Diane is placing works around Bath, and in the chapel graveyard during the period of the live exhibition.
Like many of the others in this exhibition, this Somerset artist is fascinated by the effects of time, as they erode evidence of past lives, even of memory. Yet these acts of erasure are themselves signs of the inevitable progress of the dynamic forces of renewal. And, as the actions of growth and decay fuse together, so too do those things made by human hand and by the processes of nature.
Geoff is one of three artists in live making use of the chapel windows as a context for their work. His diptych of translucent prints alter their appearance in response to the ever-changing light that shines through them.
SOPHIE ERIN COOPER
Sophie creates one of her delicate, organic, site-specific drawings directly on to glass. All of the works of this Bath artist have a vitality running through them, but of the subtle, gentle kind, where the shadow can be as significant as the object which casts it.
A Corsham artist who creates an almost-alive metal sculpture which appears to float in the changing light of the south-facing window.
This artist from Devon presents Chaetonotus, an alabaster-white statue which emerges above the gravestones surrounding the chapel. The piece induces a neo-classical mood but, instead of portraying a goddess or nymph, Chaetonotus depicts 1mm sea creature magnified 2,000 times.
Between11:00 and 17:00 on Saturday, May 26 Martin will be running an impromptu sculpture workshop, making use of found materials.
Fiona observes, with the meticulous care that is her trade mark, the economic, social and cultural changes going on around her home and studio in rural Somerset. For her drawings of the abandoned milk parlour -the last cow was milked here 10 years ago- she used charcoal and pastel, but her furrow drawing introduces the natural medium of the earth it depicts.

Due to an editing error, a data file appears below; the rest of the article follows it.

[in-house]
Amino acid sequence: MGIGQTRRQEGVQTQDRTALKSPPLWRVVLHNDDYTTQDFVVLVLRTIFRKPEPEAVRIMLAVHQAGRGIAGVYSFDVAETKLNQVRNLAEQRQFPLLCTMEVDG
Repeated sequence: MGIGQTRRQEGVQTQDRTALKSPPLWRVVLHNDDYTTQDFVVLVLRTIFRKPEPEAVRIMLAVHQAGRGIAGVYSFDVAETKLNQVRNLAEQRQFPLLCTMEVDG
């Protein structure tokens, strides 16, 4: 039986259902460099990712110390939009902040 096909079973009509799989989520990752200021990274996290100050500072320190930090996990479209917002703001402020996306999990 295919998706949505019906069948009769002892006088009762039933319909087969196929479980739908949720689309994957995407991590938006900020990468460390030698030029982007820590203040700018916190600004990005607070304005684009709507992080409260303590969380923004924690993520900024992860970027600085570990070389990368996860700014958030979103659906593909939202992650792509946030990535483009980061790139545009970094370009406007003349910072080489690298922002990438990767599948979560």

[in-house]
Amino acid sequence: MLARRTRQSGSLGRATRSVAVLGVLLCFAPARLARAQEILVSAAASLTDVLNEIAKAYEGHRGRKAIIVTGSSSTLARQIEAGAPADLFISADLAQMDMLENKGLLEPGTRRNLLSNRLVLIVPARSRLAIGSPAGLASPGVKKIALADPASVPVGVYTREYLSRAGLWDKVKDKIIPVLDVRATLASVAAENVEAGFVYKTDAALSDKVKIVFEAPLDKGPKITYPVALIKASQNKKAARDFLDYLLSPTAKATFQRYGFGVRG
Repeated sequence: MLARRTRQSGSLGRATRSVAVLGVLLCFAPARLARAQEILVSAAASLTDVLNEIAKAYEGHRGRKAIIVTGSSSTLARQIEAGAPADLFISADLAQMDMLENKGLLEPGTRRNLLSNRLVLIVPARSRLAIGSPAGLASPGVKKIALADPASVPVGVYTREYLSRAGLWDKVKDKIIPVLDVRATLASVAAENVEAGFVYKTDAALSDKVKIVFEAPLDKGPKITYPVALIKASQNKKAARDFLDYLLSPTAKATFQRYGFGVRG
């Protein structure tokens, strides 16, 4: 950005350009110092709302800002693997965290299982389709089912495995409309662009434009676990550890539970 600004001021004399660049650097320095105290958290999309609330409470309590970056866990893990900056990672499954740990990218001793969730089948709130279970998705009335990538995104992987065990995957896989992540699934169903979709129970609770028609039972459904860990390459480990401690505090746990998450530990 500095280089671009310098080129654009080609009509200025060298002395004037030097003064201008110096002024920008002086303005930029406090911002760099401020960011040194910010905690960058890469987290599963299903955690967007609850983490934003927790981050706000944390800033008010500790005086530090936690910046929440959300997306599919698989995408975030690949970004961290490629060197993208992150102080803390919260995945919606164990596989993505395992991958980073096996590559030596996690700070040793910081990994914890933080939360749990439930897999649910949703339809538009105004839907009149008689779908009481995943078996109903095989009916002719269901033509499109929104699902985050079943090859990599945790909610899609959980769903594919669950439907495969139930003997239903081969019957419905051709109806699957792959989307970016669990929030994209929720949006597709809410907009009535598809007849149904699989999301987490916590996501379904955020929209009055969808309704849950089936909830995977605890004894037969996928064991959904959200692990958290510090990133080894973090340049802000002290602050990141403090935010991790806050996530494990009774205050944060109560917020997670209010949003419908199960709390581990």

This London artist creates works that allude to the lacerations and sufferings of the human body. Clara writes: “I inflict trauma, wounding, tears and gravity on to the canvases’ surface, through a very physical way of experimentation: soaking, adding, ripping off and stitching. Throughout these processes, I encounter accident, chance, error and frustration...”
CHLOE FELDMAN EMISON
This Massachusetts artist writes: “I make drawings (pen and ink, or watercolor and inks, sometimes metallic, sometimes with gold leaf, sometimes with coffee or glue or glass glitter) that ultimately depend on close observation of nature, although in most cases they show that which could never have actually been observed.”
A Welsh artist, now resident in Bristol, Anwyl has made a small egg-shaped shrine for an object of cultural significance, possibly. Anwyl writes: ” We appear to worship celebrity and to believe in its magic touch. These potatoes are just potatoes, but having been purchased by Tate Modern and exhibited as part of an installation, Kartoffelhaus, by Sigmar Polke, they are now completely transmogrified, and without physical alteration, into magical, blessed potatoes.”